Precarious positions

Updated: November 11, 2003, 11:14 AM ET
By Mechelle Voepel | Special to ESPN.com

Colorado's Tera Bjorklund walked into Big 12 media day in Dallas this past week and I thought, "Hooray! Thank goodness for Tera Bjorklund.''

Why? Because I'm sure what position she plays. She's a center.

She's not "a point guard trapped in a post body.'' She's not "really a 5'' in a 4 body. She's not "really a 4'' in a 5 body. She's not having out-of-body experiences. (At least I don't think so ... although in the Rockies you can never rule out that possibility.)

She's not the center who "just wants to shoot 3-pointers'' or the center who "actually doesn't play center a lot of times'' or the "center by default.''

Bjorklund's not a wing/slasher type who also posts up, often brings the ball up the court, sets up her teammates and shoots the 3 very well. That's Connecticut's Diana Taurasi, whom Oklahoma coach Sherri Coale describes as a "1234.''

Tera Bjorklund
AP PhotoNo mystery here: Colorado senior Tera Bjorklund is a center. And that's that.
Bjorklund is a center. A "5,'' and that's that.

People throw her the ball close to the basket, and she puts it in the majority of the time. Defining her is easy. But with so many players, it's anything but.

Here at ESPN.com each year, we try to pick the top five players at each position. Trouble comes -- and it always does -- when we know somebody is a top-five "something'' but we're not sure where to put her. That's in part because some players really don't have a day-in-day-out defined position.

Maybe it's because of their team's offensive setups; some programs, for instance, don't even call players centers or forwards, just "posts.''

Or it's because of a lack/surplus of personnel in one area. Or because the player really is a tweener and switches during games based on who else is on the floor with her.

Or it's some combination of all of that. The result is, it's hard to place someone in one category when she fits more than one -- or doesn't seem to fit any. We end up saying, "All right, what is she?''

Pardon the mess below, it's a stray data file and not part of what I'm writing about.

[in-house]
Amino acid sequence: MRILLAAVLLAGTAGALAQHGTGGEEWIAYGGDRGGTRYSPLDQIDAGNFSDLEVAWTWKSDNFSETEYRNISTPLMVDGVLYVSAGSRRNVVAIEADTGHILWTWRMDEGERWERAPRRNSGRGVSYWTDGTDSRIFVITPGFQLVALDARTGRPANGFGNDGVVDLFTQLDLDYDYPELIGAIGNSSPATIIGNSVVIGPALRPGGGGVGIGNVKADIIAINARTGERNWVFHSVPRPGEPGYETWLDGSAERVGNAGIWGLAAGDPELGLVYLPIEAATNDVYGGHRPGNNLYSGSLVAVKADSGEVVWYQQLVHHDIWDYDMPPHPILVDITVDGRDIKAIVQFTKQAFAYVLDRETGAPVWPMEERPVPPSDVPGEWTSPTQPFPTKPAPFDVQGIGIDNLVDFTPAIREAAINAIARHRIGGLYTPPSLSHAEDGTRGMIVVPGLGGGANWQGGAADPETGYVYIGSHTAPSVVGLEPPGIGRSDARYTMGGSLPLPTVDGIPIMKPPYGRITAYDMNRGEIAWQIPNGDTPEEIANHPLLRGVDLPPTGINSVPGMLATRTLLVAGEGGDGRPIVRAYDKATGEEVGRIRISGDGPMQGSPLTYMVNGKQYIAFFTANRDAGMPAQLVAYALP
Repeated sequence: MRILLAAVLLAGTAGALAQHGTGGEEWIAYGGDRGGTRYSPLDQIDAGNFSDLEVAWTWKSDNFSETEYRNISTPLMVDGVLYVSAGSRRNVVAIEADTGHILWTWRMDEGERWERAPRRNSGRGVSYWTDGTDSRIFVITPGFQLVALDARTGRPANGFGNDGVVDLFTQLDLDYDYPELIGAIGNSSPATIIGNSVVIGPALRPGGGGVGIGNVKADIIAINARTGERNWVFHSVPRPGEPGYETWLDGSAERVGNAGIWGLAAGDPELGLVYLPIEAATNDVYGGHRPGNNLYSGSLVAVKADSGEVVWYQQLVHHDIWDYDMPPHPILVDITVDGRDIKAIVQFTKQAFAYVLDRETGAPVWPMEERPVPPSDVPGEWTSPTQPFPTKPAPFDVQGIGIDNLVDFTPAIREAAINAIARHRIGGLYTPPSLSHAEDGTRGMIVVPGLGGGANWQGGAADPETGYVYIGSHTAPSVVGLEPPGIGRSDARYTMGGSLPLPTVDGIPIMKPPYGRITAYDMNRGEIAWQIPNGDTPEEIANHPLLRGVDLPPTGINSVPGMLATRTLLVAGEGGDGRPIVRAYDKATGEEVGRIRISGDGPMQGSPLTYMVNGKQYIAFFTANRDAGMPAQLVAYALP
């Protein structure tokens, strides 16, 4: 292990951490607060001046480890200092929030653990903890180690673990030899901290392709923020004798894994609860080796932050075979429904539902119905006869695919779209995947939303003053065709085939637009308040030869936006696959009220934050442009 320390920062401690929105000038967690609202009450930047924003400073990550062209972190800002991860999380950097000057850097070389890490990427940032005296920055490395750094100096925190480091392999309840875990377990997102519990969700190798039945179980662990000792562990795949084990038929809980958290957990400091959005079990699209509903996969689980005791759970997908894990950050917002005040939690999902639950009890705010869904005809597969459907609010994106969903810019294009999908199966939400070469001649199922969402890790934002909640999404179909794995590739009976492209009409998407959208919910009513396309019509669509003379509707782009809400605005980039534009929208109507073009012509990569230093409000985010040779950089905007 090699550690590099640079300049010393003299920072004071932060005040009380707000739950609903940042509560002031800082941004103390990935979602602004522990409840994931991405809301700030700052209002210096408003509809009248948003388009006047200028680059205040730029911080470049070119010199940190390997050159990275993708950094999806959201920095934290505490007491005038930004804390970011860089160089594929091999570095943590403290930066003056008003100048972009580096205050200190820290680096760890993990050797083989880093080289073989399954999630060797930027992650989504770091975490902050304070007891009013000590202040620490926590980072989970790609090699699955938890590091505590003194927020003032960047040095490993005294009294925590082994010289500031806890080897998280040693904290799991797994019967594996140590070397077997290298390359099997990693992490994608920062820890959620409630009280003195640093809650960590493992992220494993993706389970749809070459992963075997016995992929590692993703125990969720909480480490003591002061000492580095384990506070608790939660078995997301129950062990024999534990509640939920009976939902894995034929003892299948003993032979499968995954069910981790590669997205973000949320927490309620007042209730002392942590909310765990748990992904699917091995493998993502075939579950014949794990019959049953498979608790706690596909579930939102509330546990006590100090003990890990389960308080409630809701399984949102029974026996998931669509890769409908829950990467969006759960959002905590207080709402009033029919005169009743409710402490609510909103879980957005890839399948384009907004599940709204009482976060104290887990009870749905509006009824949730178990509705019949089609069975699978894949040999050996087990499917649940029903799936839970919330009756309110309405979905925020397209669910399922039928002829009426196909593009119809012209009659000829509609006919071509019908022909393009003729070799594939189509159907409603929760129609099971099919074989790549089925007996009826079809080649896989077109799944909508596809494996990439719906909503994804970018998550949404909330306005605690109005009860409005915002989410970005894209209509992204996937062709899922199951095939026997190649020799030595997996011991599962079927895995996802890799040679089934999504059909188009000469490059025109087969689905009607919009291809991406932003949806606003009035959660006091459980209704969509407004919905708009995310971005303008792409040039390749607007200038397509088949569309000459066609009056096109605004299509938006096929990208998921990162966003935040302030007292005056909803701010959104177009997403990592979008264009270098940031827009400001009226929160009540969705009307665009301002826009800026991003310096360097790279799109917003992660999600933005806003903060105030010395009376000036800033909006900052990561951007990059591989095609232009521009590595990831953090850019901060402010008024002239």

This isn't a "bad'' thing; versatility and flexibility are positives. Unless you're trying to do specific, boxy little lists like we are. And even the "experts'' have some trouble with this.

For the fun of it, I asked several Big 12 coaches to, off the top of their heads, name the top five point guards in the nation. And the first question back was, "Not counting Taurasi as a point guard, right?''

Few teams' starting fives seem so easily pegged as, for instance, national-champion Notre Dame in 2001. Each starting position was filled by a person who pretty much exactly fit its standard description: center Ruth Riley, power forward Kelley Siemon, small forward Ericka Haney, shooting guard Alicia Ratay and point guard Niele Ivey.

But then there was the runner-up team that year, Purdue, which had a Taurasi-like, do-everything player in 6-foot-1 Katie Douglas. Who once described herself as a guard-forward/forward-guard/big shooting guard/small power forward/wing-type/slasher or "whatever it is that I am.''

So we're CERTAIN that fans will have no quarrels with our top-five picks (cough, cough) or where players are "put'' ... or at least not big-enough quarrels to conjure ancient Egyptian curses and cast them upon us. But if anyone does, just remember ...

Sometimes even the player herself doesn't know for sure what she is.

Mechelle Voepel is a regular contributor to ESPN.com's women's basketball coverage. She can be reached at mvoepel@kcstar.com.

Mechelle Voepel joined ESPN.com in 1996 and covers women's college hoops, the WNBA, the LPGA, and additional collegiate sports for espnW.

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